Soon after, seeing video footage of people panic-buying toilet rolls in Britain to the extent that supermarkets run out, whilst some corner stores charged extortionate prizes, I couldn’t help tweeting photos from Accra. In this African city there was an abundance of toilet and kitchen rolls available in supermarkets and even from humble street-side vendors.
I was also impressed with the industriousness of Ghanaians. Within a short time, there was a solution to the lack of running water required for regular washing of hands. Mobile structures with places for holding a Veronica Bucket, hand wash, paper towel, and the receptacle for the used water, appeared at the entrances of shops, banks and other public buildings.
The Veronica Bucket is named after its developer, Veronica Bekoe, a Ghanaian biological scientist. There are various variations, including solar-powered and foot-operated models.
For once, it seemed to me that Ghana was not waiting, like much of Africa often does, to copy what the West does. President Nana Addo Dankwa Akufo-Addo displayed leadership by closing Ghana’s borders and declaring a lockdown in late March 2020. This early intervention and the Covid-19 directives undoubtedly contained the spread of the virus.
The directives, in addition to the usual protocol of mask-wearing and social distancing, included the closure of public activities such as church, cinemas, discos, pubs, etc. The President made regular TV appearances to update the nation on the Covid-19 statistics, and the amendments to his directives, such as the number of people that can congregate at faith or social functions.
In the early months, there was suspension of water and electricity bills. State schools and some neighbourhoods received free food, although there were complaints that the latter was carried out on party political lines.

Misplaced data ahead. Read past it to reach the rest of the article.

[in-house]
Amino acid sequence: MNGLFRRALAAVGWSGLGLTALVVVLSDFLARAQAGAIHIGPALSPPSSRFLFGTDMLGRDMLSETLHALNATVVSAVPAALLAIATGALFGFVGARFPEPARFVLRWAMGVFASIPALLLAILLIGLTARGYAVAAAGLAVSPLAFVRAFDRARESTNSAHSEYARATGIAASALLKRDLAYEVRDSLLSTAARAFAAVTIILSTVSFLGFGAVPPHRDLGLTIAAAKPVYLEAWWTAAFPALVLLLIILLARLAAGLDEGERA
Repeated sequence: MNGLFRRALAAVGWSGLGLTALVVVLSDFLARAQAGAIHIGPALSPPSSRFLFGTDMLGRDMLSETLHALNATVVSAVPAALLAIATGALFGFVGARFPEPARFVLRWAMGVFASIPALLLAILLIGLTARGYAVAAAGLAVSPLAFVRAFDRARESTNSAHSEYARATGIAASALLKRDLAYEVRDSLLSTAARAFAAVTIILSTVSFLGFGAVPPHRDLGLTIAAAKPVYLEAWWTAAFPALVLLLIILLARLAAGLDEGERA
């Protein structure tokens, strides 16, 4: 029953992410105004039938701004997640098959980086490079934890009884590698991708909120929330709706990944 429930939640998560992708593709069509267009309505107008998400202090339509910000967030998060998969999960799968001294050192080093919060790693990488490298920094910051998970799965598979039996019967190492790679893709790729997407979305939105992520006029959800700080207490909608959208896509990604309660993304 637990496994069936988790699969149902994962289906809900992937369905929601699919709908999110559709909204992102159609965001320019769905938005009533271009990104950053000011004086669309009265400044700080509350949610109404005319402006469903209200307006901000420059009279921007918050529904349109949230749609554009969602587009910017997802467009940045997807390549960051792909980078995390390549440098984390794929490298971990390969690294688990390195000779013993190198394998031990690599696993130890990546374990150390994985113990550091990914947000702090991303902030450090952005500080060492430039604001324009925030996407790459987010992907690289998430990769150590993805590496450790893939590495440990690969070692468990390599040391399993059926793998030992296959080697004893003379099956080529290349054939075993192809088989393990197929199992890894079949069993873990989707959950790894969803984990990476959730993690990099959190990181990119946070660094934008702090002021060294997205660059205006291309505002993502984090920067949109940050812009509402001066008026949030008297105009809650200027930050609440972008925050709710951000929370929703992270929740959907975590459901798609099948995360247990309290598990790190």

Whilst lying in my hospital bed, and seeing the number of drugs administered to me orally or intravenously, and the regular change of the oxygen tanks, I knew I was blessed to have a family that could afford to pay for the private care at Nyaho Medical Centre. I however thought about the fate of the ordinary working class Ghanaian, considering the cost of one of my drugs was about the annual salary of a low paid worker!
Interestingly, despite the poorer classes having less opportunities to observe the Covid-19 protocols, anecdotally, it seems like the Covid-19 victims in Ghana tend to be the upper classes. Breathing recycled air-conditioned air in their homes and workplaces are some of the reasons suggested. Unlike the working classes, who are usually in the open air and under the sun, topping up their vitamin D intake.
Upon release from hospital, I found out that there’s a top class Government Covid-19 facility, Ga East Hospital in Accra, where patients receive free treatment, food and WHO (World Health Organisation) approved drugs. So this, like similar free government facilities in the various regions, mitigates access to this specific health care issue.
There is however a social issue that’s often underplayed. Unfortunately, some families shun recovered Covid-19 patients. Thankfully, there is an advocacy campaign to get recovered Covid-19 patients to publicly speak against this stigma. I have agreed to be part of this advocacy campaign, and whenever necessary, I let people know that I’ve come through this terrible illness.
It’s worth bearing in mind that people are far more likely to contract Covid-19 from a person who’s asymptomatic, than from someone who has recovered from the illness.
Kwaku is a historical musicologist and history consultant